Saudi Arabia: We Will Deal 'Strictly' With Female Drivers

Saudi Arabia is the only country in the world where women are not allowed to drive. PHOTO: AFP

Saudi Arabia is the only country in the world where women are not allowed to drive. PHOTO: AFP

Female drivers in Saudi Arabia will be dealt with “strictly”, authorities said on Thursday before a right-to-drive campaign culminates at the weekend.

The kingdom is the world’s only country where women are not allowed to operate cars.

Activists said in early October they were revving up their campaign using social media.

But the interior ministry said it will “strictly implement” measures against anyone who “contributes in any manner or by any acts, towards providing violators with the opportunity to undermine the social cohesion”.

The statement was carried by the official Saudi Press Agency.

Activists have encouraged women to post pictures of themselves driving on Twitter under the hashtag #IWillDriveMyself, as well as on Instagram, YouTube and WhatsApp.

More than 2,700 people have signed an online petition at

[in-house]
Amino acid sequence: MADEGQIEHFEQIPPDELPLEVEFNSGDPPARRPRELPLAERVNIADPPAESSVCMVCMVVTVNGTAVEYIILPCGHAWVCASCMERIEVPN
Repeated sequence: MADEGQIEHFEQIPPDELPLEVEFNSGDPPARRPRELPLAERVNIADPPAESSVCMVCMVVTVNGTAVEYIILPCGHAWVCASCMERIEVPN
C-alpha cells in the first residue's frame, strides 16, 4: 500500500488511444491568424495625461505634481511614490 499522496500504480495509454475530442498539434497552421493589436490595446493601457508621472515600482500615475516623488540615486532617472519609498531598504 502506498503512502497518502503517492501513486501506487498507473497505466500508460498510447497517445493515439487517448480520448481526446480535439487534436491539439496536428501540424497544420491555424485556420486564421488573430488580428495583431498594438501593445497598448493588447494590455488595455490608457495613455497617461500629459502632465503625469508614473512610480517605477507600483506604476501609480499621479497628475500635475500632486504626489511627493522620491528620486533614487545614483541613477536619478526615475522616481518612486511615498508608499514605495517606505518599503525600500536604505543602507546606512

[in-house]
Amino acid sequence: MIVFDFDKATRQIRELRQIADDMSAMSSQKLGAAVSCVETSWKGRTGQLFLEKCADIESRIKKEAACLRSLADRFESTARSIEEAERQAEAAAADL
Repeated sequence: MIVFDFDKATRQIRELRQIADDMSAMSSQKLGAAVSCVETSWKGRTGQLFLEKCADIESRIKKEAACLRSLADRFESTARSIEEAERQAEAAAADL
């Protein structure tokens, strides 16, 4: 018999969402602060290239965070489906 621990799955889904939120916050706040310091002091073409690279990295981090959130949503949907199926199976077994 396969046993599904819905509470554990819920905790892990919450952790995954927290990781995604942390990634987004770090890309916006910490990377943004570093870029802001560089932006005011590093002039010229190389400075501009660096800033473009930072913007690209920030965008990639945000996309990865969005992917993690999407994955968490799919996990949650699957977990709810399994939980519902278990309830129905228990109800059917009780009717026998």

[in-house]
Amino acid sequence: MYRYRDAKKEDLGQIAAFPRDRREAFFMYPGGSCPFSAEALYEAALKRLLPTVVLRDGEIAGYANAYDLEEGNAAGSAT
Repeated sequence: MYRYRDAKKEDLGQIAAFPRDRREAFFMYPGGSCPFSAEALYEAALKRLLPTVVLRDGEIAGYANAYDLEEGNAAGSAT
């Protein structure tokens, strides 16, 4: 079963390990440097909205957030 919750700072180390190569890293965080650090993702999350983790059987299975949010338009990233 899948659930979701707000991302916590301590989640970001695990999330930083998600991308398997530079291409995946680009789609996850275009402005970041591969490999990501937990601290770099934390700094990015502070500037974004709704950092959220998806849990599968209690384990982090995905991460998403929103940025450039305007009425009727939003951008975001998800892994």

Activists told AFP that every day “two or three” women have shared pictures of themselves driving via WhatsApp.

But they say nothing special is expected for the campaign’s peak on Sunday.

“We just ask the ladies who need to drive, to drive as usual on the 26th” or on another day, said one activist, Nasima al-Sada.

Aziza al Yussef, who says she runs errands in her car two or three times a week, said the campaign was about “raising the voice” and making their demand heard − but not by doing anything illegal such as a demonstration.

Activists argue that women’s driving is not against the law.

Tradition and custom are behind the prohibition, which is not backed up by an Islamic text or judicial ruling, the online petition states.

Last year, activists also focused their demands on October 26 − which they simply call a “symbolic” date as part of efforts to press for women’s right to drive.

At least 16 were fined for taking the wheel on that day.

Saudi women still need permission from a male guardian to work and marry, while restaurants are divided into “family sections” and separate areas for single men.

The ultra-conservative Wahhabi Islamic tradition is predominant in the kingdom, where it applies to both religious and political life.


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